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This past week, the ratification of the European Union's constitution met with some resistance as voters in both the Netherlands and France both voted "no" to approving the document. Some analysts have suggested that this rejection of the constitution is indicative of the fact that there is an increasing unease about the process of unification more generally in various countries across the continent. Pundits and analysts also agreed that there was no one defining reason why voters rejected the constitution. In France, those voting "no" seemed to range from those on the far right to the far left, and interestingly enough, included a large proportion of young people. It is worth noting that a number of opponents (particularly those on the political left) of ratification continue to make the claim that the constitution promotes a type of unencumbered capitalism that is akin to the type of socioeconomic mode of governance practiced in the United Kingdom and the United States. It will be sometime before the full impact of this recent development is understood, but it is certainly a story that is worthy of a closer look. The first link will take users to coverage of the ongoing EU Constitution process offered by the Voice of America from this past Monday. The second link will take visitors to a fine news piece from the Guardian that provides some insight into the recent rejection of the EU Constitution by Dutch voters. The third link leads to an article from Deutsche Welle that discusses the implications of these latest developments in Europe. The fourth link leads to a very thorough set of analyses of the ratification process as reported by National Public Radio. From this main page, visitors can also learn about the history of the EU Constitution and read some essential background material about the document. The fifth link, offered by the BBC, provides a quick introduction to the Constitution, along with providing a link to the full text of the document. The final link leads to the homepage of the Historical Archives of the European Union, where visitors can review primary documents related to the EU's development and also learn about utilizing their various collections.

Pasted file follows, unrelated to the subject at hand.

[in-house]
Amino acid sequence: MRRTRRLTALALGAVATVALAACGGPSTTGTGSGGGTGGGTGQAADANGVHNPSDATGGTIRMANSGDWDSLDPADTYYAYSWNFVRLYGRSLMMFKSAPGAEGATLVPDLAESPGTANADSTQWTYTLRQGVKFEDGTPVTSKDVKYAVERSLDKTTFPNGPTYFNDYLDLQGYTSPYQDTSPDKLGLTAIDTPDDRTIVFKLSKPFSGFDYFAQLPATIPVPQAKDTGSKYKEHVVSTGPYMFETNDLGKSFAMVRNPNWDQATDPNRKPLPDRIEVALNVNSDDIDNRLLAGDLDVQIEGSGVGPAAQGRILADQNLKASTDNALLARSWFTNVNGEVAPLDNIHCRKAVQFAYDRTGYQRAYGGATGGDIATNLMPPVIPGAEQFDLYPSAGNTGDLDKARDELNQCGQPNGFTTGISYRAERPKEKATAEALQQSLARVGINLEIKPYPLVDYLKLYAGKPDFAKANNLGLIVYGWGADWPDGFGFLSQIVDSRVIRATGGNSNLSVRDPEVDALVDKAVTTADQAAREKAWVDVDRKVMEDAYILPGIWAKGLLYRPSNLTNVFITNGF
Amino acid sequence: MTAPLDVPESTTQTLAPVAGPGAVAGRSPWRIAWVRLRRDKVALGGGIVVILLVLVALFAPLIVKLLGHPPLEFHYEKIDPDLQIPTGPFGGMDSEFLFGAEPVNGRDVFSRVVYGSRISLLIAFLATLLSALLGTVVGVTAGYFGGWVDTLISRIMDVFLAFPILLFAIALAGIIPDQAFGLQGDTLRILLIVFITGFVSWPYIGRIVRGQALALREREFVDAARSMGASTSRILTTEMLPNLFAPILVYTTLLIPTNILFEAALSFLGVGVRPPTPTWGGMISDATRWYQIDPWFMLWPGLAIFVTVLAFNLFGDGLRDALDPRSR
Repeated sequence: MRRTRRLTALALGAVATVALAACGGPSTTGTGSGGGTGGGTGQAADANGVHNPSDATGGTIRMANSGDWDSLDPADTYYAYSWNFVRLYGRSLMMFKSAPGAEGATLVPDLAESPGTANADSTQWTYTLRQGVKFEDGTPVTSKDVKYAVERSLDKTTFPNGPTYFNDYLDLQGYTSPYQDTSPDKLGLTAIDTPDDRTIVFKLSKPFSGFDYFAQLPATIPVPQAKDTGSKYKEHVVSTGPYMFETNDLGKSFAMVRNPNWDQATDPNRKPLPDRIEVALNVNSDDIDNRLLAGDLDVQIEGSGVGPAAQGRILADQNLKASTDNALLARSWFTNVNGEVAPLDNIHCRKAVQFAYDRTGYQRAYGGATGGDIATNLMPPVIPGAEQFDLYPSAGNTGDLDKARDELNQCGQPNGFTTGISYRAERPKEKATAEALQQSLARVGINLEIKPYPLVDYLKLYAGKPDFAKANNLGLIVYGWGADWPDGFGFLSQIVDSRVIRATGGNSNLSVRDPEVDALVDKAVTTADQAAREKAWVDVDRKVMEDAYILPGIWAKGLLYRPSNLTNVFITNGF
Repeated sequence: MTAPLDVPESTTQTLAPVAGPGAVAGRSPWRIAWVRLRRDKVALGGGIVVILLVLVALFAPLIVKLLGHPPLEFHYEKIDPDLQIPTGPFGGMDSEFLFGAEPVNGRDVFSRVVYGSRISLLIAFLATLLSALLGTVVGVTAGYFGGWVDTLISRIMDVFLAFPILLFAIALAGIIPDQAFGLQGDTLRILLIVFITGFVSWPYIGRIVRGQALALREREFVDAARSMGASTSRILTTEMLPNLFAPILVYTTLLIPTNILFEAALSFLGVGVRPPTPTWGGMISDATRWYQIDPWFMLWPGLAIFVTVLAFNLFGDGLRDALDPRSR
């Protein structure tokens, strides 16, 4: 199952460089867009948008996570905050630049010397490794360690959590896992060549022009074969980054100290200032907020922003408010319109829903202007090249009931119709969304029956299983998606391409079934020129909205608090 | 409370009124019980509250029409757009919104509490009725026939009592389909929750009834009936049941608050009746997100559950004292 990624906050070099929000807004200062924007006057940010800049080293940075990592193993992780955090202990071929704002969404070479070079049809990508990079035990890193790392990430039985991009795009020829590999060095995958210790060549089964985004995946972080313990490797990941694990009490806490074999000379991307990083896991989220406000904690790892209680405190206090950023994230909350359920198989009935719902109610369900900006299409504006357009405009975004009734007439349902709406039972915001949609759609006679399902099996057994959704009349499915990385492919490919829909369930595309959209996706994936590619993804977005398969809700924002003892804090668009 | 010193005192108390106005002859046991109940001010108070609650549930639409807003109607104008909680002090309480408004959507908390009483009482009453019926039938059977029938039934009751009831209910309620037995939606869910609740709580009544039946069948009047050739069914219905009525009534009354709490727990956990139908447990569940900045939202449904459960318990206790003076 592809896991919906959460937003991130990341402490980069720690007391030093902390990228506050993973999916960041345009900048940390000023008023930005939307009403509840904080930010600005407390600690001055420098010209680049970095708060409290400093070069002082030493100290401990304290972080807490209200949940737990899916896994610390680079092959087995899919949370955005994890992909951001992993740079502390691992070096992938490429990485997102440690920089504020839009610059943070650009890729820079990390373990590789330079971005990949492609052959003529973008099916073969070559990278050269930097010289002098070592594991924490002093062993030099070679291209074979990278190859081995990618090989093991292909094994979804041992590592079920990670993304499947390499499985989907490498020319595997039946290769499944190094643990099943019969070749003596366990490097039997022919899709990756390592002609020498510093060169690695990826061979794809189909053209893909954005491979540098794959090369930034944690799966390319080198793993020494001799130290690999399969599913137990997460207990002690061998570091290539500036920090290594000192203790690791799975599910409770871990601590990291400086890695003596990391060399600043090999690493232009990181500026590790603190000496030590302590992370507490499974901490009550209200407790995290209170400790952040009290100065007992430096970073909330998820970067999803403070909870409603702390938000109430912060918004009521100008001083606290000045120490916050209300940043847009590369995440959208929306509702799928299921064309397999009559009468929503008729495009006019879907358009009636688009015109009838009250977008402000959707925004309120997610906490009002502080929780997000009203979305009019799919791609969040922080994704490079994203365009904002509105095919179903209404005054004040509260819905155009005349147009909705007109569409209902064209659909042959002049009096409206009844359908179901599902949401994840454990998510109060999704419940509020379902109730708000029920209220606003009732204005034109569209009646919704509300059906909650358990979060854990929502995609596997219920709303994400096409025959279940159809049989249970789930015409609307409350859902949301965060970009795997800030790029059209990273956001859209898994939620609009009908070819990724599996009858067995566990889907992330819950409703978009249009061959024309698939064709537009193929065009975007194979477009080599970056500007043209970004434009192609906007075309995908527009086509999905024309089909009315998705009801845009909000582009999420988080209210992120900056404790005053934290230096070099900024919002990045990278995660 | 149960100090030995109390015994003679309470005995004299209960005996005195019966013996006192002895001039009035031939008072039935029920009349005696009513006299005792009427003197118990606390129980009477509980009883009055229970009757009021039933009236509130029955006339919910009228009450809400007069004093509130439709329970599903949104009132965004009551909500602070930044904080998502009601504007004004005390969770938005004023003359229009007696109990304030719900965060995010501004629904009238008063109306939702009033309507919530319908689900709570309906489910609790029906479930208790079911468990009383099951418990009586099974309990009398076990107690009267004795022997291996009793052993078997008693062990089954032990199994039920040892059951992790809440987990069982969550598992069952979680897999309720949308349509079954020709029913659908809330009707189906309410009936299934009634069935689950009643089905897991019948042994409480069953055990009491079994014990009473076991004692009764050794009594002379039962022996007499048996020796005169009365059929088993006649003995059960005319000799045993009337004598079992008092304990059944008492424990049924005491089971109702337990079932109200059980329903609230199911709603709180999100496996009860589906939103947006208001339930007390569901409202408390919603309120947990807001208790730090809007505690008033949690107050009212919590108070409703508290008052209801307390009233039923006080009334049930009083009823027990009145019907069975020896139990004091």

Subjects:

  • Social Studies > General
  • Social Studies > Economics

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    Keywords:

    Social studies -- Comparative political systems,NSDL_SetSpec_internetscout,oai:nsdl.org:2200/20120928111230603T,Social Sciences,Social studies,Social studies -- Economics,Social studies -- Current events/issues,NSDL

    Language:

    English

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    Public - Available to anyone

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    Creative Commons Attribution Non-Commercial Share Alike

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